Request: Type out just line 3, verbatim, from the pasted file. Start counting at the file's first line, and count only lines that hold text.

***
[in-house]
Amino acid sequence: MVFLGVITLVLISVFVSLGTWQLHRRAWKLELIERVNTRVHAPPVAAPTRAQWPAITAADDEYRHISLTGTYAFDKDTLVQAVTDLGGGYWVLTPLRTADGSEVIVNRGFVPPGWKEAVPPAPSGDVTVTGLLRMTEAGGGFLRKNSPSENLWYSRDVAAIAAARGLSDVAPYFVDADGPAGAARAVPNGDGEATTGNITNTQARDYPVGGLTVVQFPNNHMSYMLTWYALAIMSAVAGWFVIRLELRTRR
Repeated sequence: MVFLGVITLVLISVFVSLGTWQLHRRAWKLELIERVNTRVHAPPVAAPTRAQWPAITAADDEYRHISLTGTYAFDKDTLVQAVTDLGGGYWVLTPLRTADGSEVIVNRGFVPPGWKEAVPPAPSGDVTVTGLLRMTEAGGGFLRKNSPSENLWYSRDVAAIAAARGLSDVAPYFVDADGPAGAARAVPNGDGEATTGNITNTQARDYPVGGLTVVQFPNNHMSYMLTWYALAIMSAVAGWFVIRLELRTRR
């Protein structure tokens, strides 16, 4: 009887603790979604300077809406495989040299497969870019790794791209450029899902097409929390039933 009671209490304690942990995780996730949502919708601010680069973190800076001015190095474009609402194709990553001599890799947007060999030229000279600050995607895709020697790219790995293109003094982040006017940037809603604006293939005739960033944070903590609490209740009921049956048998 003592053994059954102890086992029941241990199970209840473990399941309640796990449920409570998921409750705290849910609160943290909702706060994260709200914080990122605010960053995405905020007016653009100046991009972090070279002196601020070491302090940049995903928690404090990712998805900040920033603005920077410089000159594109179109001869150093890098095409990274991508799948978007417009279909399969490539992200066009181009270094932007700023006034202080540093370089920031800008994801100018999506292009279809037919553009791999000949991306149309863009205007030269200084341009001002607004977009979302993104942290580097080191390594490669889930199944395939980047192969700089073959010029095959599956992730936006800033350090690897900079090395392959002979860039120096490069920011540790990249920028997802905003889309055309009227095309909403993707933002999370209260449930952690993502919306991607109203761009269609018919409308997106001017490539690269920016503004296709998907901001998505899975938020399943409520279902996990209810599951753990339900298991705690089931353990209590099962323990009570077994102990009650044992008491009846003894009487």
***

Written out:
Repeated sequence: MVFLGVITLVLISVFVSLGTWQLHRRAWKLELIERVNTRVHAPPVAAPTRAQWPAITAADDEYRHISLTGTYAFDKDTLVQAVTDLGGGYWVLTPLRTADGSEVIVNRGFVPPGWKEAVPPAPSGDVTVTGLLRMTEAGGGFLRKNSPSENLWYSRDVAAIAAARGLSDVAPYFVDADGPAGAARAVPNGDGEATTGNITNTQARDYPVGGLTVVQFPNNHMSYMLTWYALAIMSAVAGWFVIRLELRTRR